There just isn’t much life in “The Best Exotic Marigold Hotel” (opening in area theaters Friday), even though there should be plenty: It’s set amid the perpetual traffic and overpopulated bustle of modern India.

This prestige dramedy, directed by “Shakespeare in Love” Oscar nominee John Madden and based on a novel by Deborah Moggach, follows the lives of seven British retirees who are “outsourced” to a deceptively extravagant hotel in Jaipur. Most of the movie is set in a penurious district in the large Indian metropolis, but viewers will leave the movie with only the flimsiest concept of India, and the paradox of urban squalor and emerging power it contains. The city instead takes a whitewashed backseat to the comparably comfortable problems of upper-middle-class Caucasians; like other “exotic” Western exports like “The Constant Gardener” and “The Last King of Scotland,” its priorities are all off.

Not that this empty audience pleaser could be expected to present life in a manner befitting its milieu. Its screenplay is a compendium of lazy jokes and wilted dramatic contrivances. Its pandering sentiments come easier than second-grade math to a physics prodigy, and sappy platitudes are piled on like molasses.

Just about every character is a mothballed archetype: There’s a racist codger who travels to India for a rapid hip replacement (Maggie Smith); a married couple who have obviously fallen out of love with another (Bill Nighy and Penelope Wilton); a circuit court judge eschewing his eminence for a snap decision to retire to India (Tom Wilkinson); a serial marrier hoping to nab a wealthy maharaja (Celia Imrie); and an aging roué trying to maintain his virility (Ronald Pickup).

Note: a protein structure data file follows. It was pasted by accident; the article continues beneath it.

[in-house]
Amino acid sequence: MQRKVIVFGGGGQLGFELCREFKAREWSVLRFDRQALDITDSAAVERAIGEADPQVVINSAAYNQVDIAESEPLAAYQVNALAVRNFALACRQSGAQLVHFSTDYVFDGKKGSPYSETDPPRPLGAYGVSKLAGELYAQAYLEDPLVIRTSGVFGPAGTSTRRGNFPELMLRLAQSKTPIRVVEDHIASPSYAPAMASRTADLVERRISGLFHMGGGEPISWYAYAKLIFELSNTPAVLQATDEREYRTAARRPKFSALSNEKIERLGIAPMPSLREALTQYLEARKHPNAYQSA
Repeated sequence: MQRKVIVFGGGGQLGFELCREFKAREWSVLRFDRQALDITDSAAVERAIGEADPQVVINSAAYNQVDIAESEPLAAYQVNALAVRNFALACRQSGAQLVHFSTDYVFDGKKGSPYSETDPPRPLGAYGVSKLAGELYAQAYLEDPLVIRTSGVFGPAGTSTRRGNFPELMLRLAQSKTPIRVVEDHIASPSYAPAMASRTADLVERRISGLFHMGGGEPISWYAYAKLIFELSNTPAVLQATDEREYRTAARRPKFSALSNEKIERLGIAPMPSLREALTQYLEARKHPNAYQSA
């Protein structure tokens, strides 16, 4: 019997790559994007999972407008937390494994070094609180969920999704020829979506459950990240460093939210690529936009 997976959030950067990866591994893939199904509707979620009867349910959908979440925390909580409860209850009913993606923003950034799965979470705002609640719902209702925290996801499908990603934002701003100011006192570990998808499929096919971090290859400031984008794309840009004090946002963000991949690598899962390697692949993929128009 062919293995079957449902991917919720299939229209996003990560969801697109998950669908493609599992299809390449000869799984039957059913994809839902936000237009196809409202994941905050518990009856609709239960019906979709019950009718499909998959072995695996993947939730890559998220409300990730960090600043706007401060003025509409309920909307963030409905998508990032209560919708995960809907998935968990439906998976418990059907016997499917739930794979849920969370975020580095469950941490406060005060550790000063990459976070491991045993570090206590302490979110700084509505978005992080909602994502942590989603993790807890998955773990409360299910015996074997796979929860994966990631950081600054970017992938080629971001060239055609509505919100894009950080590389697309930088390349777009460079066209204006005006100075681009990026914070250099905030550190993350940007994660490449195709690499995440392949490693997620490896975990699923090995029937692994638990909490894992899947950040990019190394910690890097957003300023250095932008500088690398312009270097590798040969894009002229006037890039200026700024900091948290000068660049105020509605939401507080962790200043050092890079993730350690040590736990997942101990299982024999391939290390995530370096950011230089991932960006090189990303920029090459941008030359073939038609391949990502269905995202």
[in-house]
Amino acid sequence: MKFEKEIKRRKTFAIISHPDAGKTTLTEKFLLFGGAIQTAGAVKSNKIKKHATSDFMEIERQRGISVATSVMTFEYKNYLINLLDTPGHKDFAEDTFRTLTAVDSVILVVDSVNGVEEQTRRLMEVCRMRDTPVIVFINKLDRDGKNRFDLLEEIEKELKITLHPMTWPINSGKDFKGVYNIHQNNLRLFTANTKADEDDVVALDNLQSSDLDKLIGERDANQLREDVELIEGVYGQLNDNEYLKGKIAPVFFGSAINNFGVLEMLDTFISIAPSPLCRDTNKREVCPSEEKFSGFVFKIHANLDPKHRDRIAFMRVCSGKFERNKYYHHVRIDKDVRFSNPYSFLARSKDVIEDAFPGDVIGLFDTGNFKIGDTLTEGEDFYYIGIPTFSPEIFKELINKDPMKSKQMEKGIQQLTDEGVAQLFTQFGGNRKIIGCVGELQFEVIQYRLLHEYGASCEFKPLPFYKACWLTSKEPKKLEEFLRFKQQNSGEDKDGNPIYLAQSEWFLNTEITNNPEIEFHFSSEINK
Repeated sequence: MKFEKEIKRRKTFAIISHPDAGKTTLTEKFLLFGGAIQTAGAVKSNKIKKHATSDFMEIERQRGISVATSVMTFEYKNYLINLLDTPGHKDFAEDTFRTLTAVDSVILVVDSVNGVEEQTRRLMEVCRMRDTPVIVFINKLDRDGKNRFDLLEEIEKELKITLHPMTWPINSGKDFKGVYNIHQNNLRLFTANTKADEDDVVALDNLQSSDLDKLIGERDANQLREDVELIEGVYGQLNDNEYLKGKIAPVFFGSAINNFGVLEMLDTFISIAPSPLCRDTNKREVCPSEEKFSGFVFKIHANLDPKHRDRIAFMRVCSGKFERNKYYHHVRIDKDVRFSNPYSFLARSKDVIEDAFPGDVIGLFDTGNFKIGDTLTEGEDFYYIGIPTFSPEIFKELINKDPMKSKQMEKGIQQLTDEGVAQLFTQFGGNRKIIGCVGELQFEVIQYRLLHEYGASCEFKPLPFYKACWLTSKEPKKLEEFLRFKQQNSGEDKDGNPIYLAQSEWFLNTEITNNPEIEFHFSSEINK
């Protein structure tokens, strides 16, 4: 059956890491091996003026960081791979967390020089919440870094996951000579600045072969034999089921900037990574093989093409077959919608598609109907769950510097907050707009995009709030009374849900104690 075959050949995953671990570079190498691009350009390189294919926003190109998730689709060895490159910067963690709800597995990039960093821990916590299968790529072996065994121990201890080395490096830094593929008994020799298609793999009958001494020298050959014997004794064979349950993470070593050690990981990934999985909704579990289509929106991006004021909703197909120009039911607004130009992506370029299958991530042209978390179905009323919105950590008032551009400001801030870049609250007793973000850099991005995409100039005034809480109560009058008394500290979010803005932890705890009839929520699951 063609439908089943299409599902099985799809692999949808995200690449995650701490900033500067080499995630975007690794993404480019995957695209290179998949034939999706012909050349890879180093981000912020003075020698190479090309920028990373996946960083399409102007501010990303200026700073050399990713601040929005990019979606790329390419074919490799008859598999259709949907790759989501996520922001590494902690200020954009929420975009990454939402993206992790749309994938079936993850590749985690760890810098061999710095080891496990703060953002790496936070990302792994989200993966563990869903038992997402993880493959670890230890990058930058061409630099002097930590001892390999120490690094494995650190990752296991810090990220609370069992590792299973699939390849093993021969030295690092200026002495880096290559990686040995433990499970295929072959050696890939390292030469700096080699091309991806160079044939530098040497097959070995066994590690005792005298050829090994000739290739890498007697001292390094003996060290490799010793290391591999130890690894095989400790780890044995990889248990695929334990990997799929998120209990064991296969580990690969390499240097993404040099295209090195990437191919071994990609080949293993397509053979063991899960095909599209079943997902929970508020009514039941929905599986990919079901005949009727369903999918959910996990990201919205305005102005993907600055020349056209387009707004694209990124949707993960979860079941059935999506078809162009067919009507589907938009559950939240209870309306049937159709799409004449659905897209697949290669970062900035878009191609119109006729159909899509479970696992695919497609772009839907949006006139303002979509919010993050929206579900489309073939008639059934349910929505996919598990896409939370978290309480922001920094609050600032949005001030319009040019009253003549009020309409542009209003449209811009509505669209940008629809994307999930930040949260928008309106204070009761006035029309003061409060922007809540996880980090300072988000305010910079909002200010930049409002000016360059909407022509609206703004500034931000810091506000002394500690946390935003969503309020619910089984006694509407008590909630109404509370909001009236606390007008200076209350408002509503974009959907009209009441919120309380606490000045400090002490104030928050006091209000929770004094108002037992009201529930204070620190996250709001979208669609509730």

There’s also a widowed, technological Luddite hoping to start a blog about her life in India (Judi Dench), the only character who is given three dimensions. Then again, maybe it’s just that Dench’s acting is so strong that she transcends the material better than her veteran costars.

In fact, had the movie simply focused on Dench’s journey toward a second life, this could have been a compelling picture. Her scenes have the ring of truth, the best of which shows her teaching an anxious call-center employee (you can’t have a Hollywood depiction of India without call centers, apparently) how not to be a robot.

But the rest of the action is bogged down in proper, bloodless English politeness. Even the film’s one death scene is appropriate and painless, a classy passing to the other side whose forecasted inevitability results in shrugs of indifference. Everybody knows exactly what to say and when to say it; immediacy and spontaneity are the farthest things from this well-oiled (to a fault) production. Gee, do you think the cranky old bigot will have a complete 180-degree turnaround by the end of the picture? Far be it from me to spoil the surprise.